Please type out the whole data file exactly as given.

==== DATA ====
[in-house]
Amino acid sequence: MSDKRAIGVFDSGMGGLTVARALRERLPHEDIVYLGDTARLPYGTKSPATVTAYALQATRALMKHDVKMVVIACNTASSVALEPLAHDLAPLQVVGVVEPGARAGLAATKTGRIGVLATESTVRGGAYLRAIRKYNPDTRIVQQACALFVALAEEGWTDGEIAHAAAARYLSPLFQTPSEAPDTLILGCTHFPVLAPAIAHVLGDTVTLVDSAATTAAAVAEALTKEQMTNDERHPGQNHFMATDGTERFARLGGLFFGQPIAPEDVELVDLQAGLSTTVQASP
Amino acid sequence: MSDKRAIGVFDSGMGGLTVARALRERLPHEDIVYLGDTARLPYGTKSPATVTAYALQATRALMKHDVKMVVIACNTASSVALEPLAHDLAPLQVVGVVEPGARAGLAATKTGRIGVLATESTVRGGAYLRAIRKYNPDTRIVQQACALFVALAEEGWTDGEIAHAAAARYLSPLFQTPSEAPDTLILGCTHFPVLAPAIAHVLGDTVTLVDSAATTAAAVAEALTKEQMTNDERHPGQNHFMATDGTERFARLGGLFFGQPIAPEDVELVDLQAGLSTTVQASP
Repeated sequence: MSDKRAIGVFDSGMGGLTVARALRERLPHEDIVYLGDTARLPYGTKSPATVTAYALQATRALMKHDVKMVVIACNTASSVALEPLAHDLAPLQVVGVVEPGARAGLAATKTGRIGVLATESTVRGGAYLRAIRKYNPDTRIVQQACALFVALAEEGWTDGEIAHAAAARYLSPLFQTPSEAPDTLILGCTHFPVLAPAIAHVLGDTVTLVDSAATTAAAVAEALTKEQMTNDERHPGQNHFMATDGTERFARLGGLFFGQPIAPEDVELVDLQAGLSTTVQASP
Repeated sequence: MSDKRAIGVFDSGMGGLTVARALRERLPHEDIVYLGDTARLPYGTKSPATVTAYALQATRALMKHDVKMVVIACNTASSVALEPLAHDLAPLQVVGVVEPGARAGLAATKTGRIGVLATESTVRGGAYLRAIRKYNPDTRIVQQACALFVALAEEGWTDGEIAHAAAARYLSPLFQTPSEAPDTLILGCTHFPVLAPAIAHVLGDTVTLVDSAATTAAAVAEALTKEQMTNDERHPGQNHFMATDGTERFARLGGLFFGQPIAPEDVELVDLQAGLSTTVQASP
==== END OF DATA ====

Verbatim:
[in-house]
Amino acid sequence: MSDKRAIGVFDSGMGGLTVARALRERLPHEDIVYLGDTARLPYGTKSPATVTAYALQATRALMKHDVKMVVIACNTASSVALEPLAHDLAPLQVVGVVEPGARAGLAATKTGRIGVLATESTVRGGAYLRAIRKYNPDTRIVQQACALFVALAEEGWTDGEIAHAAAARYLSPLFQTPSEAPDTLILGCTHFPVLAPAIAHVLGDTVTLVDSAATTAAAVAEALTKEQMTNDERHPGQNHFMATDGTERFARLGGLFFGQPIAPEDVELVDLQAGLSTTVQASP
Amino acid sequence: MSDKRAIGVFDSGMGGLTVARALRERLPHEDIVYLGDTARLPYGTKSPATVTAYALQATRALMKHDVKMVVIACNTASSVALEPLAHDLAPLQVVGVVEPGARAGLAATKTGRIGVLATESTVRGGAYLRAIRKYNPDTRIVQQACALFVALAEEGWTDGEIAHAAAARYLSPLFQTPSEAPDTLILGCTHFPVLAPAIAHVLGDTVTLVDSAATTAAAVAEALTKEQMTNDERHPGQNHFMATDGTERFARLGGLFFGQPIAPEDVELVDLQAGLSTTVQASP
Repeated sequence: MSDKRAIGVFDSGMGGLTVARALRERLPHEDIVYLGDTARLPYGTKSPATVTAYALQATRALMKHDVKMVVIACNTASSVALEPLAHDLAPLQVVGVVEPGARAGLAATKTGRIGVLATESTVRGGAYLRAIRKYNPDTRIVQQACALFVALAEEGWTDGEIAHAAAARYLSPLFQTPSEAPDTLILGCTHFPVLAPAIAHVLGDTVTLVDSAATTAAAVAEALTKEQMTNDERHPGQNHFMATDGTERFARLGGLFFGQPIAPEDVELVDLQAGLSTTVQASP
Repeated sequence: MSDKRAIGVFDSGMGGLTVARALRERLPHEDIVYLGDTARLPYGTKSPATVTAYALQATRALMKHDVKMVVIACNTASSVALEPLAHDLAPLQVVGVVEPGARAGLAATKTGRIGVLATESTVRGGAYLRAIRKYNPDTRIVQQACALFVALAEEGWTDGEIAHAAAARYLSPLFQTPSEAPDTLILGCTHFPVLAPAIAHVLGDTVTLVDSAATTAAAVAEALTKEQMTNDERHPGQNHFMATDGTERFARLGGLFFGQPIAPEDVELVDLQAGLSTTVQASP